If the season were to end today, the 5-3 Carolina Panthers would sneak into the playoffs as the No. 6 seed. That’s an amazing feat considering Carolina just moved above .500 for the first time since 2008 with a Week 8 win over the Tampa Bay Buccaneers.
Carolina is riding a four-game winning streak and has won five of its last six games. If you go back to the 2012 season and count the last eight games there, the Panthers are 10-6 over their last 16 games. This season they’ve built a top-10 offense, a top-five defense and expectations are high.
It’s easy to see why. But the Panthers haven’t dealt with expectations and hype all that well in recent memory. Don’t forget center Ryan Kalil took out a full-page ad in the Charlotte Observer guaranteeing a Super Bowl victory prior to the 2012 season.
The Panthers finished 7-9 that season.
Yes it does. It feels like a team that has an opportunity, that has a chance to go forward and be better. Again, we're not anywhere (close to) where we need to be. There is a lot for us to do, a lot for us to learn.
Rivera didn’t actually say “playoffs,” but his affirmative answer was direct and the question posed was, “Is this starting to feel like a playoff team?” That’s about as close as Rivera can get to saying his team has that “feel.”
And Rivera should know.
As a 23-year-old linebacker, Rivera played on the 1985 Chicago Bears, a team that won Super Bowl XX. He was also the defensive coordinator for the 2006 Bears that lost Super Bowl XLI to the Indianapolis Colts. Rivera has enough experience to know what a Super Bowl team feels like.
So does his staff. According to Bryan Strickland, a senior writer for the Panthers, Carolina can boast nine coaches who have either played or coached in a Super Bowl. That’s over half the coaching staff.
|Coach||As Player||As Coach|
|Ron Rivera||Chicago Bears, 1985 (linebacker)||Chicago Bears, 2006 (defensive coordinator)|
|Ricky Proehl||St. Louis Rams, 2001 & Indianapolis Colts, 2006 (wide receiver)|
|Ray Brown||Washington Redskins, 1991 (tackle)|
|John Matsko||St. Louis Rams, 2001 (offensive line)|
|Al Holcomb||New York Giants, 2011 (defensive asst.)|
|Steve Wilks||Chicago Bears, 2006 (defensive backs)|
|Bruce DeHaven||Buffalo Bills, 1991 (special teams)|
|Sean McDermott||Philadelphia Eagles, 2004 (safeties)|
|Jim Skipper||New York Giants, 2000 (asst. head coach)|
It’s these nine coaches who are going to do a lot when it comes to keeping this team grounded.
When the proverbial playoff cat is let out of the bag—Rivera wasn’t responsible for that, the team’s current winning streak gave license to the media to start talking postseason—it’s very hard to keep it contained. With eight games still remaining on the schedule the Panthers shouldn’t be worried about the playoffs; that can be a sure-fire way to screw up along the way.
Carolina has to focus on winning football games, and the team already has a blueprint for that. It starts with an already stout defense.
The Panthers rank second in the NFL on defense in terms of rushing yards allowed per game (79.1) and 10th in passing yards allowed per game (220.8). If you look at Carolina’s last six games, the defense has allowed just 54 points combined. The Pittsburgh Steelers in Week 9 gave up 55 points in one game to the New England Patriots.
It’s rare that a defense that’s so stingy in allowing points is accompanied by an offense that’s so adept at scoring them. But Carolina’s offense has come alive of late.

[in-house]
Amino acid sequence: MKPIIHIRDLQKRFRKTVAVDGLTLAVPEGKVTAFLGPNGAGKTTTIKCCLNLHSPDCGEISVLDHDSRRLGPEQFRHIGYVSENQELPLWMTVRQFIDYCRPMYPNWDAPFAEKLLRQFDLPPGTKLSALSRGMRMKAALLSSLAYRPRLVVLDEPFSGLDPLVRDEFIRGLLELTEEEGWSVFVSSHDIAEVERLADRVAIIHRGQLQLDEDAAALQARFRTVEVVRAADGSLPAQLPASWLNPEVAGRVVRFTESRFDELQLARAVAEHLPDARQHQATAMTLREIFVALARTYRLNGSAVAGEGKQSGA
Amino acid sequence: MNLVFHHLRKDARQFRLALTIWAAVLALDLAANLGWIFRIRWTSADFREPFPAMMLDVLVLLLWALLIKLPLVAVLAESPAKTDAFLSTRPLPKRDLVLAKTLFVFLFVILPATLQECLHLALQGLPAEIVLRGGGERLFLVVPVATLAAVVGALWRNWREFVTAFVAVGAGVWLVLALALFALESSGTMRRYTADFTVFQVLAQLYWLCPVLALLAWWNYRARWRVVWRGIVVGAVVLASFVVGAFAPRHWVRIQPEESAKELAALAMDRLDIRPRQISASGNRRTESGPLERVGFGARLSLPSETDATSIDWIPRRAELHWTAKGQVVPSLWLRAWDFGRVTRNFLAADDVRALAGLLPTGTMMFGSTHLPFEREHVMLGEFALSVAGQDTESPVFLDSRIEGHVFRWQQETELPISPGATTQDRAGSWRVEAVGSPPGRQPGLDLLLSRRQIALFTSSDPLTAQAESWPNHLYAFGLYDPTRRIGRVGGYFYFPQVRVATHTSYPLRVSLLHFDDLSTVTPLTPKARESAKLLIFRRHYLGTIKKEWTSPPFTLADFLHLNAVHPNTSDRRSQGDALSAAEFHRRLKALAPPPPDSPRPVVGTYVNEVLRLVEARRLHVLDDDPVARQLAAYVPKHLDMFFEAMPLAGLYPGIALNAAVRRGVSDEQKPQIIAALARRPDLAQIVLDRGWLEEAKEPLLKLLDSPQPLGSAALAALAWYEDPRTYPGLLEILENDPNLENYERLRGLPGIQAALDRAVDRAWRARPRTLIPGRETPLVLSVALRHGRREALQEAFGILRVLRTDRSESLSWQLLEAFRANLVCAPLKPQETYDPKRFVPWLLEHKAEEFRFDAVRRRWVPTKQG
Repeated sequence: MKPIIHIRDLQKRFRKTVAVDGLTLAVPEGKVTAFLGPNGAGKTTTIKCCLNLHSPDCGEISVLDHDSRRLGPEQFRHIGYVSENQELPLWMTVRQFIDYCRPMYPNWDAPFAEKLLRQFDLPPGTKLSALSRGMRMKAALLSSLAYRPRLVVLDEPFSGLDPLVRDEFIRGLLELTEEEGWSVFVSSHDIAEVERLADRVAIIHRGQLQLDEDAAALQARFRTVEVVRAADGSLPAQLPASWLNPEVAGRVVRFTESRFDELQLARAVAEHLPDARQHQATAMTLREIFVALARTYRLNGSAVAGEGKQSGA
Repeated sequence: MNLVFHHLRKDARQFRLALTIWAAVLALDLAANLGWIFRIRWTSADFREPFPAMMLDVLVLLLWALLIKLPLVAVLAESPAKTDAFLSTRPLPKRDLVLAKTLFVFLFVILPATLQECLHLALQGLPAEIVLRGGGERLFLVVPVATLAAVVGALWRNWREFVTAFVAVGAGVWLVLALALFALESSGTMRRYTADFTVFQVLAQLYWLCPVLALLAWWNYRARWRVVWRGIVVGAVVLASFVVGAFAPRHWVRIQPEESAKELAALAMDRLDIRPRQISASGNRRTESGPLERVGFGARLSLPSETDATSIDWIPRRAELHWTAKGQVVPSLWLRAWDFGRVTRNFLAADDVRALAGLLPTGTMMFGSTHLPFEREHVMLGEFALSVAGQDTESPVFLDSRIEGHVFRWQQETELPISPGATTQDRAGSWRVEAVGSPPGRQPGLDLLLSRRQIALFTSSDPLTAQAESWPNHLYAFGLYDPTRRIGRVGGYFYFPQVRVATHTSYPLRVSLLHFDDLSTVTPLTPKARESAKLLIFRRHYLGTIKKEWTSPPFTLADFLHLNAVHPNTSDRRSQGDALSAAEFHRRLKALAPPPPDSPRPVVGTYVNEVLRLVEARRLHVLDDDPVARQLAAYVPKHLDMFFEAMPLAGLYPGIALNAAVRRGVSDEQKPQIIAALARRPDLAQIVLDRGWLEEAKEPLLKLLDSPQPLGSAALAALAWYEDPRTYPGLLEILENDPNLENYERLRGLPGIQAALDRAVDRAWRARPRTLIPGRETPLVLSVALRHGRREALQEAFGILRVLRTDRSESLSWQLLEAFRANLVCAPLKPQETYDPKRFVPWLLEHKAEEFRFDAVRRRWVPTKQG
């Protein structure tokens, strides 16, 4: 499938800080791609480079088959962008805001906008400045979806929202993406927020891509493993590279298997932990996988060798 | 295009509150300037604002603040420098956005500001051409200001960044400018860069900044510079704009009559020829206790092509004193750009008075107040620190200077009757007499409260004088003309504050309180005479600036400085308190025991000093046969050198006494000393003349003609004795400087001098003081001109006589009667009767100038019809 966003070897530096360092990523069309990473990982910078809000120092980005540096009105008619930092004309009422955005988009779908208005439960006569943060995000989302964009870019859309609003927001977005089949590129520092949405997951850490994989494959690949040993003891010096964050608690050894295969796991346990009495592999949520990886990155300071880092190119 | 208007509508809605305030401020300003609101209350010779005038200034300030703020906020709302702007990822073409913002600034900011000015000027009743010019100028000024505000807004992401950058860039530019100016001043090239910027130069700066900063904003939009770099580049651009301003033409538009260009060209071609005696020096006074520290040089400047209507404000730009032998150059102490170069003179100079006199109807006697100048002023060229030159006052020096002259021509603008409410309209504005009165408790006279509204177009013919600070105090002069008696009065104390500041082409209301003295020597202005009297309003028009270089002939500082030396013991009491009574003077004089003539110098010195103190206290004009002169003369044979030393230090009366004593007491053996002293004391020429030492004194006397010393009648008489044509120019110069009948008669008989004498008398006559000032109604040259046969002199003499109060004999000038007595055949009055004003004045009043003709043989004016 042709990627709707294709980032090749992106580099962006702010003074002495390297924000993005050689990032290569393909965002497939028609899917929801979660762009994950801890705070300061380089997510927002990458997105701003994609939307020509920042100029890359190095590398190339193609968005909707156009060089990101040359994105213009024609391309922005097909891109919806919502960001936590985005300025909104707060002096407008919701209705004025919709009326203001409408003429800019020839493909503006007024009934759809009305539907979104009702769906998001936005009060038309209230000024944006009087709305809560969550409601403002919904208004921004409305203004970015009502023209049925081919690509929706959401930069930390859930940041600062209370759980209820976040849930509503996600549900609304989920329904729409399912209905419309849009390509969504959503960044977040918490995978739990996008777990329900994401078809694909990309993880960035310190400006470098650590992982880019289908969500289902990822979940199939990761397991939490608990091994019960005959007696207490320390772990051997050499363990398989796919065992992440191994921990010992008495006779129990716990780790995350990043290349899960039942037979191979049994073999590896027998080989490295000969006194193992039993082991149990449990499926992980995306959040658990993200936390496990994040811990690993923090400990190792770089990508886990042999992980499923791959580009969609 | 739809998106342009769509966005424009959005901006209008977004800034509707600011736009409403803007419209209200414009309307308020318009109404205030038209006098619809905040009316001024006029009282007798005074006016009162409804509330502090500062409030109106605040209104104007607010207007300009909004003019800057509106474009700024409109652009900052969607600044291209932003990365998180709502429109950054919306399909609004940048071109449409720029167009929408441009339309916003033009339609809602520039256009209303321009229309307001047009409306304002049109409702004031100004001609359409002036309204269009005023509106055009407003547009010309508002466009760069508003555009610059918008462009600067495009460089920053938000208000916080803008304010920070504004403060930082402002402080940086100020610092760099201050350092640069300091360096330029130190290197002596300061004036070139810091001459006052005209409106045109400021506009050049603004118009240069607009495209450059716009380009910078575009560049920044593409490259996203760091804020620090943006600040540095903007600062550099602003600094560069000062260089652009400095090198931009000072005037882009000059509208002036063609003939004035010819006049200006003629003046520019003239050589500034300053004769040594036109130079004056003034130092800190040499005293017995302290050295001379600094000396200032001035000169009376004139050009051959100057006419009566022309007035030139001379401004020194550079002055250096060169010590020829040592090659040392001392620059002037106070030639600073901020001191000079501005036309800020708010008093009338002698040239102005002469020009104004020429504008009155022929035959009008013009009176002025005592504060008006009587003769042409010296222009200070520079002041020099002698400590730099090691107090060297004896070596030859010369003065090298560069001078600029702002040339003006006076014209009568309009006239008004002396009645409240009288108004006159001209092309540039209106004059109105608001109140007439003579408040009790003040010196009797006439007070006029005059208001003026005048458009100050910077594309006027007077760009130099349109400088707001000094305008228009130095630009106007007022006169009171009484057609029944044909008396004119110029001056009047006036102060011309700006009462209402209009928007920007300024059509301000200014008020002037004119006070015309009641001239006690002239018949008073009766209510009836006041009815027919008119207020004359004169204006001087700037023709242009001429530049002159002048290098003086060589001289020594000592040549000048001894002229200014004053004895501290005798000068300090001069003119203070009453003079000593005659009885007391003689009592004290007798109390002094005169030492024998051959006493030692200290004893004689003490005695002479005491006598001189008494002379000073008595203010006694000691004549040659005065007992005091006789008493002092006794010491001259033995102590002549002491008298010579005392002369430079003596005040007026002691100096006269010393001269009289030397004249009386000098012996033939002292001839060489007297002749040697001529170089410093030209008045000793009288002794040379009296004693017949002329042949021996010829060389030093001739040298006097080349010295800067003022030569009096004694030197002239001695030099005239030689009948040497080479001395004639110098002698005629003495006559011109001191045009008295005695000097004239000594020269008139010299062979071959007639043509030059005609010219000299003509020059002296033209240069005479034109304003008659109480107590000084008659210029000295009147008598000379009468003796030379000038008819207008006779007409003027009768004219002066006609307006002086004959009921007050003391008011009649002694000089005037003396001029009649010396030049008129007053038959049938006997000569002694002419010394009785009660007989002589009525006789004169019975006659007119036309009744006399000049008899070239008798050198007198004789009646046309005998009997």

In five of its last six games Carolina has scored at least 30 points and had an average margin of victory of 24 points in those five wins. According to TeamRankings.com, the Panthers rank fifth over the last three weeks, averaging 31.7 points per game.
|Team||Points Per Game|
|New England Patriots||36.3|
|San Francisco 49ers||35.0|
|Green Bay Packers||31.7|
Carolina’s now-prolific offense, along with its punishing defense, has the Panthers on the road to the playoffs. But it’s still a long road with some major speed bumps. Not only is it going to take a group of coaches with playoff experience to keep this team in check, there are some players in the locker room who are going to have to step up and be a calming effect.
Wide receiver Steve Smith and left tackle Jordan Gross both played on Carolina’s 2003 Super Bowl XXXVIII team that lost to New England, 32-29. Smith and Gross are respected veteran leaders who can keep the locker room grounded.
Wide receivers Ted Ginn Jr. and Domenik Hixon can help. Ginn played with the San Francisco 49ers last season who lost Super Bowl XLVII to the Baltimore Ravens. Hixon played for the New York Giants who won Super Bowls XLII after the 2007 season and XLVI after the 2011 season. Linebacker Chase Blackburn was on those New York teams with Hixon.
There are a couple of recent collegiate champions in the locker room too. Rookie safety Robert Lester won three national titles with the Alabama Crimson Tide. Quarterback Cam Newton won back-to-back national titles in 2010 and '11 with Blinn Junior College and the Auburn Tigers, respectively.
It shouldn’t be terribly difficult to keep this team grounded and focused with playoff expectations on the rise. If the players and coaches who have “been there before” can’t do it with experience, the level of focus that Carolina will have to maintain over the next eight weeks with a brutal schedule should be enough.
The Panthers have earned the right after eight games to talk about the playoffs. But it will be the next eight games where this team proves it belongs. And it won’t be easy.
Unless otherwise noted, all quotes and statements were obtained firsthand.
Knox Bardeen is the NFC South lead writer for Bleacher Report and the author of “100 Things Falcons Fans Should Know & Do Before they Die.” Be sure to follow Knox on Twitter.